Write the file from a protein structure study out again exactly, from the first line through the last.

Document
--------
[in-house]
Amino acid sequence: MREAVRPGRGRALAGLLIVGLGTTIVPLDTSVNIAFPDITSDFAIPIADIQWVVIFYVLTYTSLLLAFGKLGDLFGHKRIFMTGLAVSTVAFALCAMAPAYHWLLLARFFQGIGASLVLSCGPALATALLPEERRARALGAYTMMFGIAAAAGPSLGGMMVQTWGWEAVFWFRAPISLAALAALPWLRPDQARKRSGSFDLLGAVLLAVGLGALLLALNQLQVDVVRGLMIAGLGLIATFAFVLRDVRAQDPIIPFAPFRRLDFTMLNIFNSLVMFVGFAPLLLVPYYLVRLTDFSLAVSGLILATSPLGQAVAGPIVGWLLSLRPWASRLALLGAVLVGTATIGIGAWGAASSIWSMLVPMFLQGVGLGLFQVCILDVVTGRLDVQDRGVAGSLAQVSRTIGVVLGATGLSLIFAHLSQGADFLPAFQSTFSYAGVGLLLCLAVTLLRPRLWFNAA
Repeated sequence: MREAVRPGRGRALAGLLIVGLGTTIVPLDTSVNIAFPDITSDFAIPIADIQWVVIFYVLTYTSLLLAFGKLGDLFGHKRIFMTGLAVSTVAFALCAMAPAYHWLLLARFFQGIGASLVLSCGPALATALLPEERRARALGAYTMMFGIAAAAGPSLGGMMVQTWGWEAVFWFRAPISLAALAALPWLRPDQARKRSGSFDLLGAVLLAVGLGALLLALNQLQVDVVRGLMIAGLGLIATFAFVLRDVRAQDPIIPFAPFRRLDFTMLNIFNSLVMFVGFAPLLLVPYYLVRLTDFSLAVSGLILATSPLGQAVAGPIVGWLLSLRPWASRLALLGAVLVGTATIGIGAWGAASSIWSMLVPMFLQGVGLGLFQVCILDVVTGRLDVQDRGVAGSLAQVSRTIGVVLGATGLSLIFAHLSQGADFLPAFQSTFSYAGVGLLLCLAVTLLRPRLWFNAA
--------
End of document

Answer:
[in-house]
Amino acid sequence: MREAVRPGRGRALAGLLIVGLGTTIVPLDTSVNIAFPDITSDFAIPIADIQWVVIFYVLTYTSLLLAFGKLGDLFGHKRIFMTGLAVSTVAFALCAMAPAYHWLLLARFFQGIGASLVLSCGPALATALLPEERRARALGAYTMMFGIAAAAGPSLGGMMVQTWGWEAVFWFRAPISLAALAALPWLRPDQARKRSGSFDLLGAVLLAVGLGALLLALNQLQVDVVRGLMIAGLGLIATFAFVLRDVRAQDPIIPFAPFRRLDFTMLNIFNSLVMFVGFAPLLLVPYYLVRLTDFSLAVSGLILATSPLGQAVAGPIVGWLLSLRPWASRLALLGAVLVGTATIGIGAWGAASSIWSMLVPMFLQGVGLGLFQVCILDVVTGRLDVQDRGVAGSLAQVSRTIGVVLGATGLSLIFAHLSQGADFLPAFQSTFSYAGVGLLLCLAVTLLRPRLWFNAA
Repeated sequence: MREAVRPGRGRALAGLLIVGLGTTIVPLDTSVNIAFPDITSDFAIPIADIQWVVIFYVLTYTSLLLAFGKLGDLFGHKRIFMTGLAVSTVAFALCAMAPAYHWLLLARFFQGIGASLVLSCGPALATALLPEERRARALGAYTMMFGIAAAAGPSLGGMMVQTWGWEAVFWFRAPISLAALAALPWLRPDQARKRSGSFDLLGAVLLAVGLGALLLALNQLQVDVVRGLMIAGLGLIATFAFVLRDVRAQDPIIPFAPFRRLDFTMLNIFNSLVMFVGFAPLLLVPYYLVRLTDFSLAVSGLILATSPLGQAVAGPIVGWLLSLRPWASRLALLGAVLVGTATIGIGAWGAASSIWSMLVPMFLQGVGLGLFQVCILDVVTGRLDVQDRGVAGSLAQVSRTIGVVLGATGLSLIFAHLSQGADFLPAFQSTFSYAGVGLLLCLAVTLLRPRLWFNAA